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Suspended sentence for 'miracle cure' cancer drug man Andrew Harris from Partington
A PARTINGTON MAN who sold Triamazon, an unlicensed ‘cure for cancer’, over the internet has been given a suspended sentence.
Andrew Harris, 50, from Hardwick Road, told Messenger that he is not a conman and had just wanted to tell people about the drug that he believes saved his life.
The father-of-five claims that he is in remission from non-Hodgkin Lymphoma after taking Triamazon and said it is a ‘miracle cure’ that he believes can help other cancer sufferers.
Mr Harris imported Triamazon, an Amazon jungle plant remedy, and sold it to cancer sufferers online for £250 per course of 100 pills.
But it is illegal to import and sell medical products without a licence and Mr Harris was charged with two counts of importing a medical product without a licence, one count of selling a medical product called triamazon and one count of possession of a medical product called triamazon intended for use on the market.
He dramatically changed his plea to guilty part way through his trial and on Tuesday at at Manchester Minshull Street Crown Court was sentenced to 12 months in prison, suspended for 18 months, on each of the four charges to run concurrently .
Judge Adrian Smith told Mr Harris that it was not a deception case, but the seriousness of the offence was the fact that the drug had never been tested on human beings or tested for use on UK markets and had posible harmful side-effects including links to Parkinson’s Disease symptoms.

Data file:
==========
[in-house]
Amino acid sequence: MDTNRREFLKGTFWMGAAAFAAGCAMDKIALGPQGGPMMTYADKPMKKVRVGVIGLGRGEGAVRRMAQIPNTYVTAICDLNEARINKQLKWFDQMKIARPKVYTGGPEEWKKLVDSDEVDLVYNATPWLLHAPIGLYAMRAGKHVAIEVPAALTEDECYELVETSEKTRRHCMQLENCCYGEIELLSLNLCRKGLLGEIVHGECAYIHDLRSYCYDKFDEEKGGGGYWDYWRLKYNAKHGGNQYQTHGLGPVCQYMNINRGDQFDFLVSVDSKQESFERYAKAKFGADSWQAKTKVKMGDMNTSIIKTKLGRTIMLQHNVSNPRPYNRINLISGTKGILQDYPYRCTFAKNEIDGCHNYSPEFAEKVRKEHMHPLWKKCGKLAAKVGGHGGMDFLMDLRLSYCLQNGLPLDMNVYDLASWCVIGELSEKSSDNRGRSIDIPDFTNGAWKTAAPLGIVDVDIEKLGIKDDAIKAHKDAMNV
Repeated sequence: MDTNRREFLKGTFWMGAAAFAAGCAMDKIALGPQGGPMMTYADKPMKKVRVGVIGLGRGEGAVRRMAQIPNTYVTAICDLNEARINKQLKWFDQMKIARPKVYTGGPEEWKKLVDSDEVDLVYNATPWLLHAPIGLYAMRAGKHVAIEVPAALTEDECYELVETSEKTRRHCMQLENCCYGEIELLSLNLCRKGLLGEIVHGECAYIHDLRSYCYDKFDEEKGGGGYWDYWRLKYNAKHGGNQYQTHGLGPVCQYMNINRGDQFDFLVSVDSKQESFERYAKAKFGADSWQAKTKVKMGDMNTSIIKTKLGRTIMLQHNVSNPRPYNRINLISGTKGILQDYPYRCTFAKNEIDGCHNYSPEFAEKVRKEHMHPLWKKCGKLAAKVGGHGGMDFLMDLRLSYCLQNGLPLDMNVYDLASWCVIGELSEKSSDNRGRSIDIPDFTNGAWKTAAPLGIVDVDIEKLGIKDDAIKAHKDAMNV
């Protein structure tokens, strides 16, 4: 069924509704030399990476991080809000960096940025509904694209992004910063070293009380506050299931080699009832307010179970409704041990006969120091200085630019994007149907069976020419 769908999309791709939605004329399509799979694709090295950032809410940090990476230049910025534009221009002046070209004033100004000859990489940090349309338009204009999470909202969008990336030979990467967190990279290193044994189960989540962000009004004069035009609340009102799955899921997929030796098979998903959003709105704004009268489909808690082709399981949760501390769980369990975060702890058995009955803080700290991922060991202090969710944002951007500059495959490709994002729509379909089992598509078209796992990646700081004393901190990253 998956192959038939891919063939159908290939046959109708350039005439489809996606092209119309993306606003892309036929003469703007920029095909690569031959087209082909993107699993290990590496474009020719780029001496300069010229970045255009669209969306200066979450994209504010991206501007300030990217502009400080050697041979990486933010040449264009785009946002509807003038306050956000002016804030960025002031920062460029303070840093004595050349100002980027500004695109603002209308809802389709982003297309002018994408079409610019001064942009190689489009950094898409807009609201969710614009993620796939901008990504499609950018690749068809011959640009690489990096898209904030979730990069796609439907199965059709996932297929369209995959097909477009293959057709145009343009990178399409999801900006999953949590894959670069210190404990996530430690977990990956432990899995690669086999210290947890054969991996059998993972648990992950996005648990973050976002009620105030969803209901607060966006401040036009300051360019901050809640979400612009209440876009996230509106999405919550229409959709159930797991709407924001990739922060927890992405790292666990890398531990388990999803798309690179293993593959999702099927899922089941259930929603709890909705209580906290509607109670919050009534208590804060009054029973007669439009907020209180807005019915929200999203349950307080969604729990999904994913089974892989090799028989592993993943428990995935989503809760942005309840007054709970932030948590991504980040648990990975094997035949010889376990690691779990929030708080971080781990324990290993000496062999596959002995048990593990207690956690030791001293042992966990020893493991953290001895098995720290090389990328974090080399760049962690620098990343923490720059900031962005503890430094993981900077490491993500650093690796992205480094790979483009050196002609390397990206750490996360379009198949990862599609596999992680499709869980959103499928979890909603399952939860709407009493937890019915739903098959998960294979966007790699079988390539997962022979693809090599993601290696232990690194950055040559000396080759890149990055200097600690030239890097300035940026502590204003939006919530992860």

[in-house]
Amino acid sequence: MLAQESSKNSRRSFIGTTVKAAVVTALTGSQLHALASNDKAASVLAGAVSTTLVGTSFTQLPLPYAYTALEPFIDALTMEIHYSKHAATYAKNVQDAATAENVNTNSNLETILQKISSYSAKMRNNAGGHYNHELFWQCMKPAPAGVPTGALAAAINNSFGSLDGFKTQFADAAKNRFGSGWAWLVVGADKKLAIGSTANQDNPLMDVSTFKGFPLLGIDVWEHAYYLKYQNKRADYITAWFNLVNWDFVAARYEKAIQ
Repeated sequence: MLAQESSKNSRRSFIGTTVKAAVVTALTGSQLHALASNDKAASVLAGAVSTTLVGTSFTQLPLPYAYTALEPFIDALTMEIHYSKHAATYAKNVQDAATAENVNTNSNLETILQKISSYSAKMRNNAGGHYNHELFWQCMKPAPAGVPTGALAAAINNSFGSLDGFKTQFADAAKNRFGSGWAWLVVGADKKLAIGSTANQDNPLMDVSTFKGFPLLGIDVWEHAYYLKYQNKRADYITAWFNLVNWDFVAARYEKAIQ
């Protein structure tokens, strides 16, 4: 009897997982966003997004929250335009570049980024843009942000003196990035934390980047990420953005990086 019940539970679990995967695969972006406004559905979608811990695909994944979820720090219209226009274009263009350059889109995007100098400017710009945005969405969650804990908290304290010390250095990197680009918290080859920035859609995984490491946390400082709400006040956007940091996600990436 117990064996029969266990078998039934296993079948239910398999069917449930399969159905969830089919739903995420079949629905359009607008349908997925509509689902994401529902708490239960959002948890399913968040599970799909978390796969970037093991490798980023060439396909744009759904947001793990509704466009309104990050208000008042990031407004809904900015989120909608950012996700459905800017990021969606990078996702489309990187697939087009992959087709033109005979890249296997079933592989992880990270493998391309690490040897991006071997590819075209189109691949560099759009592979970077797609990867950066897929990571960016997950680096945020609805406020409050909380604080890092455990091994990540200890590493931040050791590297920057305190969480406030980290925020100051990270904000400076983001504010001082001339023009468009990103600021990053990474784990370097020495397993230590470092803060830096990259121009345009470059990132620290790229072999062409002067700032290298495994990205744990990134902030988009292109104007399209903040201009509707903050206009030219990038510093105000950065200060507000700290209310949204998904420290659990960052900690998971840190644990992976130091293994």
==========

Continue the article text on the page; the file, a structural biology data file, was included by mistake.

He said: “I accept that while you undoubtedly would have made some profit, your motive was to provide fellow cancer sufferers with an alternative treatment.
“An aggravating factor is that the people that would be keen to spend their money on something like this are either terminally, or fearful of being terminally ill, vulnerable people whose false hopes were raised by you.”
Mr Harris, who relies on benefits, was arrested in 2008 after a joint raid on his home by police and the Medicines and Healthcare products Regulatory Agency (MHRA).
After sentencing, he told Messenger that he felt he had cleared his name.
Mr Harris said he blames the government, MHRA and drug companies for preventing cancer sufferers from accessing Triamazon.
He said: “Because legally Triamazon can only be sold as a food supplement, with no health claims attached, they are denying people the knowledge of what this drug can do.”
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